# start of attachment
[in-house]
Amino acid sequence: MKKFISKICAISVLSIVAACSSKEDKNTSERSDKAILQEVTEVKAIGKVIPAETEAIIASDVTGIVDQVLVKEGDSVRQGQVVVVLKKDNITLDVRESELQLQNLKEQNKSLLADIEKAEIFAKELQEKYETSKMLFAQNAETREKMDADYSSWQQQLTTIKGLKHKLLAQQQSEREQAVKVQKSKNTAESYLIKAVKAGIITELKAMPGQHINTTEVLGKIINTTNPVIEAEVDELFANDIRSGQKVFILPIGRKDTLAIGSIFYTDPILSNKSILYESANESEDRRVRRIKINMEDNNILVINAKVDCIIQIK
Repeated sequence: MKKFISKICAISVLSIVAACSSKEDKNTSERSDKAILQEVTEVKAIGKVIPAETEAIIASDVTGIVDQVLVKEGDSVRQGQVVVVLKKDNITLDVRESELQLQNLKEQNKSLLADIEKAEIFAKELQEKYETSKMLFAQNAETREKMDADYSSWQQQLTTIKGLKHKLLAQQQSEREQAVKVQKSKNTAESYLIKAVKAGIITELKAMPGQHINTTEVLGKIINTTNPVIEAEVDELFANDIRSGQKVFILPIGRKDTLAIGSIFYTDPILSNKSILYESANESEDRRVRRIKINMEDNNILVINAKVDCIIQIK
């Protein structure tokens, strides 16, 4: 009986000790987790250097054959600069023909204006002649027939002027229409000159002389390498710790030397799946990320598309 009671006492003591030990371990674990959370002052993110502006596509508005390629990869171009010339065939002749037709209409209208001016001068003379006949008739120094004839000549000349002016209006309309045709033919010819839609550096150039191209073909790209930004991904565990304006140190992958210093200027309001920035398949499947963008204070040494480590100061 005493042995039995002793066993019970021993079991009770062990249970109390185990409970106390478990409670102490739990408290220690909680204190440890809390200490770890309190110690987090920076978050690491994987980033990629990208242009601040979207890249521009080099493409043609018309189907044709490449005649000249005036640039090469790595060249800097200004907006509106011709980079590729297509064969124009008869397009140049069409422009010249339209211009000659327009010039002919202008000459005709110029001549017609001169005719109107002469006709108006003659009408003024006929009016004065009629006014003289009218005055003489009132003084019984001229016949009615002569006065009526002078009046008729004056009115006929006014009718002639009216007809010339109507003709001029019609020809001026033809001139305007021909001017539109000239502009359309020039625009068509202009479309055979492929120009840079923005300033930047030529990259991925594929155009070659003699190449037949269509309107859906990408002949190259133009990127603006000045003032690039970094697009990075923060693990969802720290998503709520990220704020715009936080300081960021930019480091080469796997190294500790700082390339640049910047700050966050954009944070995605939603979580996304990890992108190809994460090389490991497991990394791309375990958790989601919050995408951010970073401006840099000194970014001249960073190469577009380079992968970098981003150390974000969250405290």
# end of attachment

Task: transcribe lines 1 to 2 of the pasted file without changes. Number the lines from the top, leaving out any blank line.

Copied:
[in-house]
Amino acid sequence: MKKFISKICAISVLSIVAACSSKEDKNTSERSDKAILQEVTEVKAIGKVIPAETEAIIASDVTGIVDQVLVKEGDSVRQGQVVVVLKKDNITLDVRESELQLQNLKEQNKSLLADIEKAEIFAKELQEKYETSKMLFAQNAETREKMDADYSSWQQQLTTIKGLKHKLLAQQQSEREQAVKVQKSKNTAESYLIKAVKAGIITELKAMPGQHINTTEVLGKIINTTNPVIEAEVDELFANDIRSGQKVFILPIGRKDTLAIGSIFYTDPILSNKSILYESANESEDRRVRRIKINMEDNNILVINAKVDCIIQIK